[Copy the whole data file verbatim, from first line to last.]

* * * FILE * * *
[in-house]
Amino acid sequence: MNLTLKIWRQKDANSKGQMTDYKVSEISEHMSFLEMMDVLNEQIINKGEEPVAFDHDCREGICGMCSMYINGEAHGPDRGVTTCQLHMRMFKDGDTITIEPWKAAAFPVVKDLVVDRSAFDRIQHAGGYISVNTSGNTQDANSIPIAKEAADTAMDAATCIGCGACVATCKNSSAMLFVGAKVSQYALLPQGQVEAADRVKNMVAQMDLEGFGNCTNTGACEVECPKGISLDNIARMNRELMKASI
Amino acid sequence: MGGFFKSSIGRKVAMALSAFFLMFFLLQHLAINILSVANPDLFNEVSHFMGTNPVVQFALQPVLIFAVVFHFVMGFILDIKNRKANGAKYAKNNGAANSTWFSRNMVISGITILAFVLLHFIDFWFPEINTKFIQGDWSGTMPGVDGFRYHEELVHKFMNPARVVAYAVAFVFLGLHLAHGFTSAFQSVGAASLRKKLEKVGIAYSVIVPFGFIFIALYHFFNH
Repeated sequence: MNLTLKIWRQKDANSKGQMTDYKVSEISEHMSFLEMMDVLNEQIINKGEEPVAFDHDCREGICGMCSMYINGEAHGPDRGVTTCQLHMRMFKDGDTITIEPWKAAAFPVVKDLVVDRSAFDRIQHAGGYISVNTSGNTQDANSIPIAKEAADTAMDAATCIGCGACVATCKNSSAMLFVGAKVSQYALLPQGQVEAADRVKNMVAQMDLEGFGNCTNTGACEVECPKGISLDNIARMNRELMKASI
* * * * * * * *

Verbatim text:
[in-house]
Amino acid sequence: MNLTLKIWRQKDANSKGQMTDYKVSEISEHMSFLEMMDVLNEQIINKGEEPVAFDHDCREGICGMCSMYINGEAHGPDRGVTTCQLHMRMFKDGDTITIEPWKAAAFPVVKDLVVDRSAFDRIQHAGGYISVNTSGNTQDANSIPIAKEAADTAMDAATCIGCGACVATCKNSSAMLFVGAKVSQYALLPQGQVEAADRVKNMVAQMDLEGFGNCTNTGACEVECPKGISLDNIARMNRELMKASI
Amino acid sequence: MGGFFKSSIGRKVAMALSAFFLMFFLLQHLAINILSVANPDLFNEVSHFMGTNPVVQFALQPVLIFAVVFHFVMGFILDIKNRKANGAKYAKNNGAANSTWFSRNMVISGITILAFVLLHFIDFWFPEINTKFIQGDWSGTMPGVDGFRYHEELVHKFMNPARVVAYAVAFVFLGLHLAHGFTSAFQSVGAASLRKKLEKVGIAYSVIVPFGFIFIALYHFFNH
Repeated sequence: MNLTLKIWRQKDANSKGQMTDYKVSEISEHMSFLEMMDVLNEQIINKGEEPVAFDHDCREGICGMCSMYINGEAHGPDRGVTTCQLHMRMFKDGDTITIEPWKAAAFPVVKDLVVDRSAFDRIQHAGGYISVNTSGNTQDANSIPIAKEAADTAMDAATCIGCGACVATCKNSSAMLFVGAKVSQYALLPQGQVEAADRVKNMVAQMDLEGFGNCTNTGACEVECPKGISLDNIARMNRELMKASI